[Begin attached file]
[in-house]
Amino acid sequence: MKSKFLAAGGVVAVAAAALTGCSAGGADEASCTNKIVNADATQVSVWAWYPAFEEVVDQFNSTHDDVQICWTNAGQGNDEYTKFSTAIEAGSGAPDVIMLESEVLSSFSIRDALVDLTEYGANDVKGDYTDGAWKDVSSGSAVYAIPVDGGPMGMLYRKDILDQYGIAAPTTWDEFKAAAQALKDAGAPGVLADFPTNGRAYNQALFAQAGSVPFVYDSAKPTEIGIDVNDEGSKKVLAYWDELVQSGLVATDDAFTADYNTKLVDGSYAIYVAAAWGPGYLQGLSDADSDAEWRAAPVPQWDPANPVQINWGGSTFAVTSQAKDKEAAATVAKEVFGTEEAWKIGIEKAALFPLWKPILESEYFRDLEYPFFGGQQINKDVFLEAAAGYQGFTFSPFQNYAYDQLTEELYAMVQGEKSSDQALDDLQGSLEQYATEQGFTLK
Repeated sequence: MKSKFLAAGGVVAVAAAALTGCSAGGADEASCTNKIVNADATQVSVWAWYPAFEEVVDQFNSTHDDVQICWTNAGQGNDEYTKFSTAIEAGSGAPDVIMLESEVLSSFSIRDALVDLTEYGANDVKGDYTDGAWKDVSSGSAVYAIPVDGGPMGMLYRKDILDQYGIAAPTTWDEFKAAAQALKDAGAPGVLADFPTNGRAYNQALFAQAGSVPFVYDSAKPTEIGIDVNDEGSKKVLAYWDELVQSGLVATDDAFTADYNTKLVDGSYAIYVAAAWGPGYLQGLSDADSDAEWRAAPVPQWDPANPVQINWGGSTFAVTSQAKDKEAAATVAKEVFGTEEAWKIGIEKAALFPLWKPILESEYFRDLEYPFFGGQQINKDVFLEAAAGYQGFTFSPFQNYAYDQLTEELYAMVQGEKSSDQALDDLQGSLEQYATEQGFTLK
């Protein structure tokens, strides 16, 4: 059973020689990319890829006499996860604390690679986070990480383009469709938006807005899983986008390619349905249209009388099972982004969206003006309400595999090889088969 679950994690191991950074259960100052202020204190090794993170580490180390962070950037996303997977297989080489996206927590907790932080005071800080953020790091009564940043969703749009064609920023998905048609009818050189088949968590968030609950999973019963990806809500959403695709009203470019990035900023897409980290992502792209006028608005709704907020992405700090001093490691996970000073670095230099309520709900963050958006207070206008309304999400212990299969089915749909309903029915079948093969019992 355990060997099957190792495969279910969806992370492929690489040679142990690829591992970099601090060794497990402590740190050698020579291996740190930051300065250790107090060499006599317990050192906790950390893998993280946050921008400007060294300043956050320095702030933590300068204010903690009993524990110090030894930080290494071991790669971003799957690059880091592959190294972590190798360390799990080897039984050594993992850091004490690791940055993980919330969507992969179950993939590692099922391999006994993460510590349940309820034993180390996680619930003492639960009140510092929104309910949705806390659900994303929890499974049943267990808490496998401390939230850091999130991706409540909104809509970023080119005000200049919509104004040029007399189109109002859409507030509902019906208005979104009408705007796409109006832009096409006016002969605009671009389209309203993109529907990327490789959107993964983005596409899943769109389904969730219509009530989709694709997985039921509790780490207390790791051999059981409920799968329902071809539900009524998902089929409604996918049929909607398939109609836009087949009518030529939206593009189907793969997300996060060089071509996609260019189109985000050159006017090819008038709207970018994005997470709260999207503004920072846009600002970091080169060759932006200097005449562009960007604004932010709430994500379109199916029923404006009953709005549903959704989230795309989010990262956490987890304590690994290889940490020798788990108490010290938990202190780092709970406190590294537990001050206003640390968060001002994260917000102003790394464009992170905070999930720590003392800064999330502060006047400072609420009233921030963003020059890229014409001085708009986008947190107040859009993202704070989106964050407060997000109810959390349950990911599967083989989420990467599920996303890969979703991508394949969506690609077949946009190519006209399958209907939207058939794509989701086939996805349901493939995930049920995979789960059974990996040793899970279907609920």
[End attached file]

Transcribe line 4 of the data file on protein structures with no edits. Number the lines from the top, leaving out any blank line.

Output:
């Protein structure tokens, strides 16, 4: 059973020689990319890829006499996860604390690679986070990480383009469709938006807005899983986008390619349905249209009388099972982004969206003006309400595999090889088969 679950994690191991950074259960100052202020204190090794993170580490180390962070950037996303997977297989080489996206927590907790932080005071800080953020790091009564940043969703749009064609920023998905048609009818050189088949968590968030609950999973019963990806809500959403695709009203470019990035900023897409980290992502792209006028608005709704907020992405700090001093490691996970000073670095230099309520709900963050958006207070206008309304999400212990299969089915749909309903029915079948093969019992 355990060997099957190792495969279910969806992370492929690489040679142990690829591992970099601090060794497990402590740190050698020579291996740190930051300065250790107090060499006599317990050192906790950390893998993280946050921008400007060294300043956050320095702030933590300068204010903690009993524990110090030894930080290494071991790669971003799957690059880091592959190294972590190798360390799990080897039984050594993992850091004490690791940055993980919330969507992969179950993939590692099922391999006994993460510590349940309820034993180390996680619930003492639960009140510092929104309910949705806390659900994303929890499974049943267990808490496998401390939230850091999130991706409540909104809509970023080119005000200049919509104004040029007399189109109002859409507030509902019906208005979104009408705007796409109006832009096409006016002969605009671009389209309203993109529907990327490789959107993964983005596409899943769109389904969730219509009530989709694709997985039921509790780490207390790791051999059981409920799968329902071809539900009524998902089929409604996918049929909607398939109609836009087949009518030529939206593009189907793969997300996060060089071509996609260019189109985000050159006017090819008038709207970018994005997470709260999207503004920072846009600002970091080169060759932006200097005449562009960007604004932010709430994500379109199916029923404006009953709005549903959704989230795309989010990262956490987890304590690994290889940490020798788990108490010290938990202190780092709970406190590294537990001050206003640390968060001002994260917000102003790394464009992170905070999930720590003392800064999330502060006047400072609420009233921030963003020059890229014409001085708009986008947190107040859009993202704070989106964050407060997000109810959390349950990911599967083989989420990467599920996303890969979703991508394949969506690609077949946009190519006209399958209907939207058939794509989701086939996805349901493939995930049920995979789960059974990996040793899970279907609920």